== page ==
Swiss veteran Marc Rosset hasn't had much to smile about recently and not even Tuesday's win over Basel third seed Alex Corretja was enough to make the Genevan giant grin.This content was published on October 24, 2001 - 00:51
"I wasn't pleased with the quality of the match," Rosset told swissinfo after beating the world number 11 in three sets (6-4, 3-6, 6-1). "Neither of us played very well and I really felt under pressure, not only because I was playing in Switzerland but also because of how tough this season has been for me."
"This tournament is one of my last chances to save what there is left to save," continued the former Swiss number one who has spent much of this year skulking around the fringes of the top 100. "Every match has become like a real fight for me and I feel really nervous before each one."
No matter how nervous he felt before Tuesday's match, few in the Basel crowd would have suspected Rosset (ATP 90) of jitters once the encounter got underway.
Both men served strongly throughout the first set. But a rare lapse by Corretja in the ninth game handed Rosset three break points. He needed just the first to go ahead, before serving out successfully to take the opening set 6-4.
Queried line call
After losing a queried line call near the start of the second set, though, the 30-year-old Genevan appeared to lose his concentration. Double-faulting to give Corretja a break point, the former Swiss number one buried the next ball into the net to fall 3-1 behind.
In his strongest spell of the match, Corretja surrendered just two points on his own serve throughout the whole set, eventually clinching it 6-3.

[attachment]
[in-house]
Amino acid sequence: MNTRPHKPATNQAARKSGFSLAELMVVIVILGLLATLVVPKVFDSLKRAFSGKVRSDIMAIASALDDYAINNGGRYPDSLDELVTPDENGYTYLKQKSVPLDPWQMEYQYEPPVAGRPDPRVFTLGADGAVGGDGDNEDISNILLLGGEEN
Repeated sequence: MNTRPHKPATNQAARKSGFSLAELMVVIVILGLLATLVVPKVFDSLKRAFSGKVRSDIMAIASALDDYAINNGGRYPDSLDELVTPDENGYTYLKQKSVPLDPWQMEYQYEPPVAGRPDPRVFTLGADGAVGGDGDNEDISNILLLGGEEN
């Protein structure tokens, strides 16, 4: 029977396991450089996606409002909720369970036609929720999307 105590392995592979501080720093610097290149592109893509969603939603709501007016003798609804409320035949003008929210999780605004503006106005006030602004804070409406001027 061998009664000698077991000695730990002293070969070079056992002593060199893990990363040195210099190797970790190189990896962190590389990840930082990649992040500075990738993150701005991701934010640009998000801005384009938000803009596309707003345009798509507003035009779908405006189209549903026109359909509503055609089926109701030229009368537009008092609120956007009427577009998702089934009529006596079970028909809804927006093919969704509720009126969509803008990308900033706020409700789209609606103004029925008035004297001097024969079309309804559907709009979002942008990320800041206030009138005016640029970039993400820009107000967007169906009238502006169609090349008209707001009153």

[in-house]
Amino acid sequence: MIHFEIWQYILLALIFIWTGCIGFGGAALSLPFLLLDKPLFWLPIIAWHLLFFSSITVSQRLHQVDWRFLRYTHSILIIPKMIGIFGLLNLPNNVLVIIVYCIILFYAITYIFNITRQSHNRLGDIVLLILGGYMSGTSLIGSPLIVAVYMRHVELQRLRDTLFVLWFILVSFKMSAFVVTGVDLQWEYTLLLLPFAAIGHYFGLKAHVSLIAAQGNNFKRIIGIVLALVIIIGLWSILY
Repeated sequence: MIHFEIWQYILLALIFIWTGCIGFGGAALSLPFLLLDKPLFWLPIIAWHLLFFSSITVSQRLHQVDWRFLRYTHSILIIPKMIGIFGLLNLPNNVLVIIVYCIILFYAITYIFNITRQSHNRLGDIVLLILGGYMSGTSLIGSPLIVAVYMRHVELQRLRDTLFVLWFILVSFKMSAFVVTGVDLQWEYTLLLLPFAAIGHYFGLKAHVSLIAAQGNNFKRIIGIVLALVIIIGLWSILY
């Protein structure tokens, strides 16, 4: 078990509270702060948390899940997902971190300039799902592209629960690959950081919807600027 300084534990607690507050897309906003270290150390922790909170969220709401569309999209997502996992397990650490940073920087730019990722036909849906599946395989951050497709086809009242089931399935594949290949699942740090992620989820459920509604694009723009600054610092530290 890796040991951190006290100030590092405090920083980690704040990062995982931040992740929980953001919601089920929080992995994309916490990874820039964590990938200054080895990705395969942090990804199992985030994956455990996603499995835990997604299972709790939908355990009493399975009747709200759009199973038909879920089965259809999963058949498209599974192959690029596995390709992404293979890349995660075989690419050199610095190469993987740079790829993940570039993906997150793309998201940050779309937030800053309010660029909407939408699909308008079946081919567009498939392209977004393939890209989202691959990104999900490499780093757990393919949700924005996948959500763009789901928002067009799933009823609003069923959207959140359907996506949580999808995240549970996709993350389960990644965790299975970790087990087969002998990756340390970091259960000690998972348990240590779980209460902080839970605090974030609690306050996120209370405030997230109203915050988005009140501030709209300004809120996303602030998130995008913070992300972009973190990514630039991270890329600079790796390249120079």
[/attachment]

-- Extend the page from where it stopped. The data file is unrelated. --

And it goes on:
Rosset recovered admirably, however, in time for the deciding set. In a sudden reversal of the preceding set, the Swiss player began to look unbreakable on his own serve, while the world number 11 was suddenly starting to wobble.
A great lunging return by Rosset followed by a shot into the net by Corretja saw the Spaniard taken to break point in the set's fourth game. A further net shot was followed by one which went well wide, sending Rosset into a 3-1 lead and putting the Basel crowd on the edge of their seats.
Unlike with so many of Rosset's performances this season, the crowd were not to be disappointed. A further break to 5-1 and a comfortable service game to follow saw Rosset punching the air in relief if not quite delight and Corretja leaving the court as the first toppled seed of the tournament.
"I'm satisfied at least that even when I was playing really badly I managed to stay focussed," Rosset admitted afterwards. "Sometimes people accuse me of not giving one hundred per cent, perhaps because of the way I move, but I guarantee I always give it what I can and that was the case today."
After prematurely announcing his retirement following a first round exit at Wimbledon this summer, Rosset says that he is starting to feel more motivated in his tennis - a feeling which he puts down to his good run in Moscow last month, when he came through the qualifying rounds before reaching the tournament quarter-finals.
Unsurprisingly, though, he isn't getting carried away about his chances in Basel this week even though his next opponent is one of the few participants ranked lower than him in the world standings - Russian lucky loser Nikolay Davydenko (ATP 97).
"I could tell you that the draw looks good for me to make it into the semi-finals, but then I could lose in the next round," he points out. "So I prefer to tell you that I'll be taking it one match at a time. But I will say that on this surface my destiny is in my own hands. It just comes down to how I serve, how well I play and how I fight."
by Mark Ledsom, Basel
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